What to pack

Please notice it is a basic checklist; if you are doing some trek please contact us for further information.

    • Original valid Passport
    • Day backpack, one bottle or canteen to carry water
    • Mid weight wool sweater
    • Rain suit or long poncho Winter Hat and Gloves
    • One sleeping Bag (If you are hiking the Inca Trail)
    • Fleece pants
    • Zip-off hiking pants
    • Shorts
    • Short and Long-sleeve shirts
    • Swimsuit Personal towel
    • Sun hat
    • Athletic, waterproof and broken-in hiking shoes
    • Sandals
    • Flashlight
    • Pocket knife
    • Watch with alarm
    • Sunglasses
    • Sun block and lip balm
    • First-aid kit with Personal Medication
    • Hand sanitizer gel
    • Insect repellent
    • Camera, film and spare batteries
    • Altimeter
    • Earplugs
    • Energy snacks
    • Good binoculars

Food and Water

Peruvian Food, is one of the best in the world, however you have to eat at the right place. Avoid eating from street vendors. Only drink bottled water- even for things such as brushing your teeth. Avoid fruits or vegetables that have not been peeled. Food depends on the geography of the country, its climate and the customs of their people.


Peru’s official currency is the Nuevo Sol, which is divided into 100 cents. The currency includes coins for 5, 10, 20 and 50 cents and 1, 2 and 5 sol coins. There are bills in the denomination of 10, 20, 50, 100 and 200 Nuevos Soles.
There are money-changing booths almost everywhere in every major Peruvian city. The cash dollars you bring should be crisp, clean and new-no tears. It is a good idea not to use bills in excess of $10-$20.00, as you might find it difficult for the merchant to change anything larger.


The electric voltage in Peru is 220 volts, however most hotels may have an electrical outlet with 110 volts, but it is better if you bring a 220-240 to 110-120 voltage converter; and a universal plug adapter just in case. Two-pin, flat blade and round plugs are standard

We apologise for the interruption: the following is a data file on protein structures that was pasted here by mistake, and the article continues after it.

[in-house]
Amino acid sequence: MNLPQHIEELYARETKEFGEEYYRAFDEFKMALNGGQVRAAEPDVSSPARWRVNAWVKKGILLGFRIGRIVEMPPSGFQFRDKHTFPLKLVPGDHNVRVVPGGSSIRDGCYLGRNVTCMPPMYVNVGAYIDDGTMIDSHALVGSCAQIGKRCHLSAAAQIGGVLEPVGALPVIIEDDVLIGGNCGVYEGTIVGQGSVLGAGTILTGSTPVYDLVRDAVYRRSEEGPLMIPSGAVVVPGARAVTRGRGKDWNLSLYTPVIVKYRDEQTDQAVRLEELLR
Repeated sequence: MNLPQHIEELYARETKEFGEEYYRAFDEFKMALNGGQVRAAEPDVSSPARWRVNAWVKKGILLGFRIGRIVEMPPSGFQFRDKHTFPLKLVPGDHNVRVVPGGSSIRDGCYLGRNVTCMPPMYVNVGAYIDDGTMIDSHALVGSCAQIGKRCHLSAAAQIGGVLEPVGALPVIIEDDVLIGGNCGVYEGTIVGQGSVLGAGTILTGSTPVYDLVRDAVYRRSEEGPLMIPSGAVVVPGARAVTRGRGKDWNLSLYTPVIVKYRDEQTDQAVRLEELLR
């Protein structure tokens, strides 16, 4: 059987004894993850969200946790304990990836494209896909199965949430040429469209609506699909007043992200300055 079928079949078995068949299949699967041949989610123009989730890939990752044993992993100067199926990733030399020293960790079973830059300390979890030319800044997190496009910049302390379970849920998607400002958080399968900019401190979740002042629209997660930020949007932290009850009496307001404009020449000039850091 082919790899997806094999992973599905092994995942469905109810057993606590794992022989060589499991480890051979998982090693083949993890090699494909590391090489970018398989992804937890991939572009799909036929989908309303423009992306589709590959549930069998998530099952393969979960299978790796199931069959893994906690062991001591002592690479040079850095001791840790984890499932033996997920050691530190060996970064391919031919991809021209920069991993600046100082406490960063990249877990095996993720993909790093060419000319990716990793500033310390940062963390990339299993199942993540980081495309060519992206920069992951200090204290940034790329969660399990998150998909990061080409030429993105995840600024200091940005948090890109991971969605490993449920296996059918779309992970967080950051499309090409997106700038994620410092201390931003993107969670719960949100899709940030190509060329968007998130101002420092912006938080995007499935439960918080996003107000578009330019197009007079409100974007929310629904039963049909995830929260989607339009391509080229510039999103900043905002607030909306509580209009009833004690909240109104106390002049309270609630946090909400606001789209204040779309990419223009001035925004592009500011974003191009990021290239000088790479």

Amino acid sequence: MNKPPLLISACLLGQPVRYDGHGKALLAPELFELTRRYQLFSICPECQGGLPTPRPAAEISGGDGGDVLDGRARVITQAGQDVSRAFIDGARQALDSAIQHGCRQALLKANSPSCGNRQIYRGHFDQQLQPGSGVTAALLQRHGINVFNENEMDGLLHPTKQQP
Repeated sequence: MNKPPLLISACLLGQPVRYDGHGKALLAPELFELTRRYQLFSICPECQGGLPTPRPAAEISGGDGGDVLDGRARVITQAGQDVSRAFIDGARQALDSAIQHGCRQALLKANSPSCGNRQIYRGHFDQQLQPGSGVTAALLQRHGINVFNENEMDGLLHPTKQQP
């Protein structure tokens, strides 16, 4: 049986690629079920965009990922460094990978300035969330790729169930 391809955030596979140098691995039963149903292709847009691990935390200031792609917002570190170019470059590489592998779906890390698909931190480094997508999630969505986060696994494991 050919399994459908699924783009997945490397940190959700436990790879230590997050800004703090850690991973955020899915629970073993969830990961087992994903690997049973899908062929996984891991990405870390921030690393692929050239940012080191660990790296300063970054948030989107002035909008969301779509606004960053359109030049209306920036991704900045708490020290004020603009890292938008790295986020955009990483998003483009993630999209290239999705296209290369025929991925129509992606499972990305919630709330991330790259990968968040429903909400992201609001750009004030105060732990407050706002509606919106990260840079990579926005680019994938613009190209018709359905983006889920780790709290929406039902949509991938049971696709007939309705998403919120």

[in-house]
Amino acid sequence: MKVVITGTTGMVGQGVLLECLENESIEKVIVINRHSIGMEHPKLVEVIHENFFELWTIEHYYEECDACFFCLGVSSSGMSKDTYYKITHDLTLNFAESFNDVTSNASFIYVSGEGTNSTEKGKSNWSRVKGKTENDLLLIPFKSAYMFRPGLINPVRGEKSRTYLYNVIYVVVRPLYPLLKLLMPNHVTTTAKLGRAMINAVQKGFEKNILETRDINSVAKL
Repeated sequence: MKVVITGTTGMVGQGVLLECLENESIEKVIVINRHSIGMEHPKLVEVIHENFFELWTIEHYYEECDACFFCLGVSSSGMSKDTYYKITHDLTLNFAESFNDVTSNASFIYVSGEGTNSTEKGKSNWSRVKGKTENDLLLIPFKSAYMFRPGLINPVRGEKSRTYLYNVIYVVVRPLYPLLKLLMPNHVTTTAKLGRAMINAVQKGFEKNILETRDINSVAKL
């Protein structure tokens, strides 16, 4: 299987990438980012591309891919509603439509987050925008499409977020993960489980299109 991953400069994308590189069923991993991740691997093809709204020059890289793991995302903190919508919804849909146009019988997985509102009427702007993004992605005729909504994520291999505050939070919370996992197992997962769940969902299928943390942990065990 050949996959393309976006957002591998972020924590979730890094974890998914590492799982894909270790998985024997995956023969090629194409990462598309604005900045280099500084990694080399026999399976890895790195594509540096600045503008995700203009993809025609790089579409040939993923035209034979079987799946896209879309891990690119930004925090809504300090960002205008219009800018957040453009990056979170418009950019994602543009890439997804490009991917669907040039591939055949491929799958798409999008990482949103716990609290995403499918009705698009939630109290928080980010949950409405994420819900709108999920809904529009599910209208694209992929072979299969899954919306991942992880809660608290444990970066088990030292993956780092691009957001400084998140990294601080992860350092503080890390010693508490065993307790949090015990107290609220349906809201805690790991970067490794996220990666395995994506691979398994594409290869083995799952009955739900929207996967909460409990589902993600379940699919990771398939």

Travel Insurance

We recommend you to obtain a personal Travel Insurance, including Medical Problems, Baggage loss or damage. If you need help to find a travel Insurance Company please let us know.

Baggage Allowance during domestic flights per passenger:

Carry-on Luggage: passenger is allowed 1 bag that does not exceed the following measurements: 21” long x 14” wide x 9” tall (55 x 35 x 23 cm) and must weigh a maximum of 17 pounds (8 Kilos) Not permitted as hand baggage: Firearms, sharp objects (metal files and nail clippers, needles or knitting needles, tools, among others), liquids, gel and aerosols may only be transported in the aircraft's hold and the airport security team will take them from you if enter the cabin of the aircraft with them. Personal Item: passenger is allowed 1 personal item that includes: a purse, a laptop computer or a briefcase. Checked Baggage allowance: a passenger is allowed to check in up to 2 pieces of luggage weighing up to 50 pounds (23kg) in total.